I tried to make a one-eyed Egyptian egg today. Though I made a few technical errors, I enjoyed the taste and remembered my mother with each luscious bite. I used the good brown bread which Sally brought for our shared lunch yesterday, and a cage-free, pasture-raised brown egg from Sprouts in Lodi.
My mother made this dish from Wonder bread and cheaper-by-the-dozen eggs from Bettendorf-Rapps. I’d stand on the wooden stool which she painted green in later years, with some left-over paint the way everything got treated back then. She let me tear the hole and eat the little nugget of squishy bread. Into the pan went margarine and then she laid the bread down, cracking the egg to simmer in the hot fat. With a deft movement of her wrist, the treat got flipped so the yoke would cook. I sat in the breakfast room and sprinkled salt all over the plate before piercing the delightful egg and letting its yoke run. I never had anything so wonderful.
Sally and I have nothing in common and yet, we have become close. I met her last year when she and her husband Bill spent eight months in the Park where I live. She hales from back east; has Conservative, Christian views; and moves comfortably within the broad, beautiful parameters of her lengthy marriage.
We dined on my 8 x 8 deck. I set the table with a cloth of my mothers and napkins which, truth be told, belonged to my ex-husband’s first wife. Hawks flew over head. Her dog Buddy and two pups that she’s minding for her daughter sprawled in the sun-drenched meadow. An early fog had lifted by mid-day, leaving behind a cloudless blue sky which on its own provided an excellent justification for continued enthusiasm.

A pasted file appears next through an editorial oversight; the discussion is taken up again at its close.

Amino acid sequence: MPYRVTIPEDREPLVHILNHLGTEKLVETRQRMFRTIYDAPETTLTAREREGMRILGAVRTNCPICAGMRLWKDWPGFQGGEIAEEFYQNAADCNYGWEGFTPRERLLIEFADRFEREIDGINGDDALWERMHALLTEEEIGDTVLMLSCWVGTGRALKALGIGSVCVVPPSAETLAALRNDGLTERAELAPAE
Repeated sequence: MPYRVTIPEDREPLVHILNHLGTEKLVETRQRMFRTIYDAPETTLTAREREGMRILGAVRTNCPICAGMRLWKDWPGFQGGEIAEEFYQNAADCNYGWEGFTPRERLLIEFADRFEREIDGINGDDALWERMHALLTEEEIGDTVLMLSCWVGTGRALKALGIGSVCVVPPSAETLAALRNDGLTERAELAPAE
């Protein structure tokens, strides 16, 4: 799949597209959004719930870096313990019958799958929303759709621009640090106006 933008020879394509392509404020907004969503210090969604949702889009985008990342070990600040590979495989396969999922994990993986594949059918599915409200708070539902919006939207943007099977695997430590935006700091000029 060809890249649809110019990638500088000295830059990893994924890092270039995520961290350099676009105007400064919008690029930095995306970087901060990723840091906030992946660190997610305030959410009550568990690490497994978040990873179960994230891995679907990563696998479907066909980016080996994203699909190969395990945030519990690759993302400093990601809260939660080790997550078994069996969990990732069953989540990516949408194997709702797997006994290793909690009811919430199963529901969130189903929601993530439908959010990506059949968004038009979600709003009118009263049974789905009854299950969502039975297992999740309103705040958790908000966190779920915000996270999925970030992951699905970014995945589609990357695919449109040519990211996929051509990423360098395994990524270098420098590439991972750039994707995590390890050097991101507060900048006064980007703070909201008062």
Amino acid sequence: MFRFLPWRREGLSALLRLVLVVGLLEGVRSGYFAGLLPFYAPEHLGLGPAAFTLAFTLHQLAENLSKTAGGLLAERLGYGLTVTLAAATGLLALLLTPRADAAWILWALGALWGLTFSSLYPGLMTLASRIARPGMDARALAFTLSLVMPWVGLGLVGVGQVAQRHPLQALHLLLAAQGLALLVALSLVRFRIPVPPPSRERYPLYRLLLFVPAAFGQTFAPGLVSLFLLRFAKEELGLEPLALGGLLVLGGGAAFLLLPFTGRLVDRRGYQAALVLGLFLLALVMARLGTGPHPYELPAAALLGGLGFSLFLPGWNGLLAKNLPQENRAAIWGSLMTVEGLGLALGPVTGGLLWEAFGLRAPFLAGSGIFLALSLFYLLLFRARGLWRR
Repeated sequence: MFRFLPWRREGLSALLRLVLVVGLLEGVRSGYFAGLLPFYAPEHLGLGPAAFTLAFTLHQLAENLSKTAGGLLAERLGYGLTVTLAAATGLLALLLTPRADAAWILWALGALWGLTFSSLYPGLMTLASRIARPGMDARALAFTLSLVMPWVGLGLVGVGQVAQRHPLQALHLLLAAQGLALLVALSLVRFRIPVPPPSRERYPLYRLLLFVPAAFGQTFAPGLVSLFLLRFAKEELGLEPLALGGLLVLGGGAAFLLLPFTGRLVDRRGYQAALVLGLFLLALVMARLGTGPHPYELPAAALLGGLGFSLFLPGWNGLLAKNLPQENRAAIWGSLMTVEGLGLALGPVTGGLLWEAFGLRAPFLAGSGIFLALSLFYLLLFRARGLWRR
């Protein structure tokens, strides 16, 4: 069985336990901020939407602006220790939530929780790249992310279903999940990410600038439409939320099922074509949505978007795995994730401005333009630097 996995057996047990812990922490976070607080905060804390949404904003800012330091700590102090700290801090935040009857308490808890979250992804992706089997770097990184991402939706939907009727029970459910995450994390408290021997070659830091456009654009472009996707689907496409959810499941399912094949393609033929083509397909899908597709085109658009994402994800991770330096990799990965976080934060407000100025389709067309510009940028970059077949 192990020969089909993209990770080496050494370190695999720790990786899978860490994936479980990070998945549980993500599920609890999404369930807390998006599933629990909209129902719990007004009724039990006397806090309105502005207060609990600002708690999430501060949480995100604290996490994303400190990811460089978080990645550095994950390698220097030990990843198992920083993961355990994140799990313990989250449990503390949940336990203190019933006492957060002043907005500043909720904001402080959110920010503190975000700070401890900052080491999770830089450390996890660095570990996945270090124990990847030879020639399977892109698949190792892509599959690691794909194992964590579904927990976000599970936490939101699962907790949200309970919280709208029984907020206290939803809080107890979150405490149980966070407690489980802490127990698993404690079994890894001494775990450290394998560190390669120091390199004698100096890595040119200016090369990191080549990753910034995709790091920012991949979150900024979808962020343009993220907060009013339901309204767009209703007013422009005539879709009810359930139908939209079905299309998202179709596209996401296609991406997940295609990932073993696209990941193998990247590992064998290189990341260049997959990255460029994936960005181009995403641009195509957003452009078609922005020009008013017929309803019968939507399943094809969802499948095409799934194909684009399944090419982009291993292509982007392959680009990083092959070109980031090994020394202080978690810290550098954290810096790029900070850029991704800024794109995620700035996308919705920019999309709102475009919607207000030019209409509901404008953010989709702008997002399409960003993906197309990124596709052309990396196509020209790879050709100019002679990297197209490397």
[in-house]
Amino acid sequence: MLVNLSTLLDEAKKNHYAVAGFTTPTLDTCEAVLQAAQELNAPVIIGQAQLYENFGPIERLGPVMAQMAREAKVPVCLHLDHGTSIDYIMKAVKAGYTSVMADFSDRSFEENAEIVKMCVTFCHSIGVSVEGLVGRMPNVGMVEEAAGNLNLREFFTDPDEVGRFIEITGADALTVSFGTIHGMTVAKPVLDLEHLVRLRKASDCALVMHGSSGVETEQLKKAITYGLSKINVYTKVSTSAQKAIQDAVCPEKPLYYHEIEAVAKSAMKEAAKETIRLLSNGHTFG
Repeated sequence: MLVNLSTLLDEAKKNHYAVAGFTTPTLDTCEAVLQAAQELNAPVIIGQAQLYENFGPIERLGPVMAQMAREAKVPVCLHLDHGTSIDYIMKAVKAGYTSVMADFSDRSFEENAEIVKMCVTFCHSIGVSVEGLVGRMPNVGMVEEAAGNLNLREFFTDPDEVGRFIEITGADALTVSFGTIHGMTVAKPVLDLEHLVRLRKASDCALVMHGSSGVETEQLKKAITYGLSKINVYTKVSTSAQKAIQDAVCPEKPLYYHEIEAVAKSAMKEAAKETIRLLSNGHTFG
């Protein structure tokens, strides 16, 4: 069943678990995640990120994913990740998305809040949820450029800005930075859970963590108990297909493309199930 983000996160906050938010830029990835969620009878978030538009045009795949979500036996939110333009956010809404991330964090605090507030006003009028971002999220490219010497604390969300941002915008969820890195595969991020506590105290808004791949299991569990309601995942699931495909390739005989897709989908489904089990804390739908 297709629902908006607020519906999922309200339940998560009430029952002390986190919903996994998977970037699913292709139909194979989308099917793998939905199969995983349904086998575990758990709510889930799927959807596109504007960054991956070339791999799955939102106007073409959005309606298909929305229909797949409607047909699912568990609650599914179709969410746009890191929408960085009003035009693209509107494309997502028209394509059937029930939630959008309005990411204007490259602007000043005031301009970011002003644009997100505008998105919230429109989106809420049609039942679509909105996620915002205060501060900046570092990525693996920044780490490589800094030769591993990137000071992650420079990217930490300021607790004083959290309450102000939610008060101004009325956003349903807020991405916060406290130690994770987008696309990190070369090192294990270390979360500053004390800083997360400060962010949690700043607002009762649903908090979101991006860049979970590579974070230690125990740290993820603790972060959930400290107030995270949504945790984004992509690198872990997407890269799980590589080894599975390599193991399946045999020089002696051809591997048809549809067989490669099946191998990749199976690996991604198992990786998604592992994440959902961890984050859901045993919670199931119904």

Sally and I shared heart-felt conversation, sitting for hours, until we finally realized that she had to go if she wanted to get over the Antioch bridge before dark. She embraced me before bundling the dogs into the backseat of her Jeep and gliding away on the gravel road. I stood on the porch for a long while. The chilly air did not discourage me. I felt the warmth of Sally’s arms around me. I thought about my mother, with whom Sally also has little in common — except that both were daughters; and mothers; and friends; and strong resilient women who, for some inexplicable reason, chose to love me.
It’s the seventeenth day of the seventy-first month of My Year Without Complaining. Life continues.